Tara was in front now. She was thinking about the fact that she was not thinking about David. She was not thinking about his whereabouts. She was not thinking about his safety. Was he alive? Was he not alive? Was he fine? Where was he right now? She was not thinking about this and she was not happy with herself. She could remember the time she used to think of him every day and night. They used to meet every day so it was impossible to not think about him. They would talk about everything they could think of. He knew everything about her. He knew her shoe size. He knew her best color. He knew her best hairstyle. He knew her fears. She could remember when he told her his greatest fear was ants; soldier ants. She laughed. She laughed now at the thought of him and at the distance growing fast between them.

Is this the definition of love? Is this how life, reality, conquers love? Is this the meaning of love? Is this how love ends?

The reality of going for three days without food did not dawn on them until that evening when Bisi collapsed.

They were still on the footpath. They had been on it for hours now, resting and getting back up. It was a large field and really, they could just be walking in circles. It was Kazeem that first voiced this thought and AK was quick to silence him.

Now, as they walked on in this dusk, Bisi started crying. It was all of a sudden. It was Akin who saw it first. He was the one with her in front. She started by squeezing her face, clutching her stomach and then, she began to cry. Akin thought it was a comic relief until he saw the tears roll down her face. Her face was squeezed in agony. She was in pain and she did not know how to express that pain in calmness. Excruciation took control of the body and turned her into a writhing snake whose head had just severed with a machete.

“Bisi! Bisi, are you fine? Bisi are you fine?” Akin asked nervously.

She did not say a word. She only shook her head. She shook her head vigorously and then, with her hands clutching her stomach, she threw up. She was still vomiting when her eyes closed and slowly, she crumbled to the floor like a house of cards.


“BUKUNMI! BUKUNMI! CAN YOU HEAR ME?”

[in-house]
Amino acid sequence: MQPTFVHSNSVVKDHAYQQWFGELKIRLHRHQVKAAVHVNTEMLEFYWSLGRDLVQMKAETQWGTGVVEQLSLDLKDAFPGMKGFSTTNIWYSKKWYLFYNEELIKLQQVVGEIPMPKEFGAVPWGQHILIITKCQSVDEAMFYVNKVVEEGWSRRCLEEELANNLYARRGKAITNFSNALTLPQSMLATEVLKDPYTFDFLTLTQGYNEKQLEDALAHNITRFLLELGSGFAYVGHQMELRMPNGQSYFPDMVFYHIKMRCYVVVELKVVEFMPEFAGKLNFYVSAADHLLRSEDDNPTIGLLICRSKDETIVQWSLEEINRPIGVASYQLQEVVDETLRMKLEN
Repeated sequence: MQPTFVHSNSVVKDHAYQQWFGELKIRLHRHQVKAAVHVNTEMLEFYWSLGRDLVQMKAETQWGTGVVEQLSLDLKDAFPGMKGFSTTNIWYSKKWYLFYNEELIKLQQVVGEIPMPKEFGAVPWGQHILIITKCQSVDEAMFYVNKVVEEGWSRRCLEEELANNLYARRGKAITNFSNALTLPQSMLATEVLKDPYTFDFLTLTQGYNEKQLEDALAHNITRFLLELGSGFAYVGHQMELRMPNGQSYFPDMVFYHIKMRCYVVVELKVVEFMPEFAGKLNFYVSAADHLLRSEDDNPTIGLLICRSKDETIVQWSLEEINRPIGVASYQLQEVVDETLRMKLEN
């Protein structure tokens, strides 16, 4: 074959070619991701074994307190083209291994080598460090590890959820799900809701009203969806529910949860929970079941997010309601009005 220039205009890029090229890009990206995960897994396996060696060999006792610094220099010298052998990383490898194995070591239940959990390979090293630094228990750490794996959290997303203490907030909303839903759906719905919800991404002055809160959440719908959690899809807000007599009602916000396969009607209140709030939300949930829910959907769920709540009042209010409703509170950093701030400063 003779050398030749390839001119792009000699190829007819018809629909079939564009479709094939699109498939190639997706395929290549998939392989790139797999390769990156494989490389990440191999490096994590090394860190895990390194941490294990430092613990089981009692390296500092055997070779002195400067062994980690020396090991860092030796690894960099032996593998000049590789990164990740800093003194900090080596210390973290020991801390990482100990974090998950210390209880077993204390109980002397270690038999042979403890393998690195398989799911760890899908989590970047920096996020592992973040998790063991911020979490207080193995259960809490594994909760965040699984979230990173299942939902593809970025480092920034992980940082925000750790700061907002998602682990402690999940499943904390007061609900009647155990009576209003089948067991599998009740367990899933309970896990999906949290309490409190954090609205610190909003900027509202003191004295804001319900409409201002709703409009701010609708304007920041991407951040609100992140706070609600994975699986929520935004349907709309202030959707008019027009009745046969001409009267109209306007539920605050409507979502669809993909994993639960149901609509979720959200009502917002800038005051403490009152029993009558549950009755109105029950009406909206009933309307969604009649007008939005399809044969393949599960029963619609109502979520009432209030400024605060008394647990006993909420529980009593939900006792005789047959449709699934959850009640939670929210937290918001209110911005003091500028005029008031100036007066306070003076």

Chisom kept on shouting but he heard nothing. “BUKUNMI! BUKUNMI! CAN YOU HEAR ME?” he shouted again, hoping against all hope that she would respond.

He had seen her drop into the chasm and he knew she was in there. What he did not was how deep the chasm was.

Chisom was lost. For the first in a long while, fear and uncertainty took hold of him and he did not know what to do. He was alone now. He was alone on the mountaintop.

“Bukunmi! AK! Kazeem! ANYBODY! HELP ME!” Chisom screamed and he did not know when he broke down to the ground and began to cry. He was hungry. He was alone. And he was lost.

“Somebody should answer me, please. I am alone here,” Chisom was crying. His face shrank in cold terror and his teeth were gritty.

He had never been in this kind of condition before. He had never been this lost. He was lost physically and also mentally. He had no idea where he was and what he was going to do. Bukunmi had just fallen into a deep gap and here he was, sitting on the edge of the gap, looking down into the hole. There was nothing there but pitch darkness. It was as though he had just reached the entrance of hell, as though the devil and his demons had just had a feast and they were waiting for him to come clean the plates.

“Oh, God, what have I gotten myself into?”

He sniffed and dried his tears. He had to do something. He did not have to think much; he did not have many options. He could do just three things. He could keep going down the mountain, reach school and get help for his friends who were stranded on the other side of the mountain and also find help for Bukunmi before something terrible happened to her in the hole. That was one thing he could do. There was a second option. He could just turn back and return to the rest. He could tell them what had happened so they could all come up together to help Bukunmi out of the hole. The last option he had, the last thing he could do was just jump into the hole and remain there with Bukunmi. If death should come, it would meet both of them. But then, even in his desperate state, he knew that was the coward way out. And he was not a coward. I am not a coward.
With this in his heart, Chisom dried his tears completely and began to descend the mountain. He was going home. He was going to be the messiah of the lost Israelites.


Bukunmi was crying. She did not understand. David was beside her. They were both sitting on the wet ground, thinking.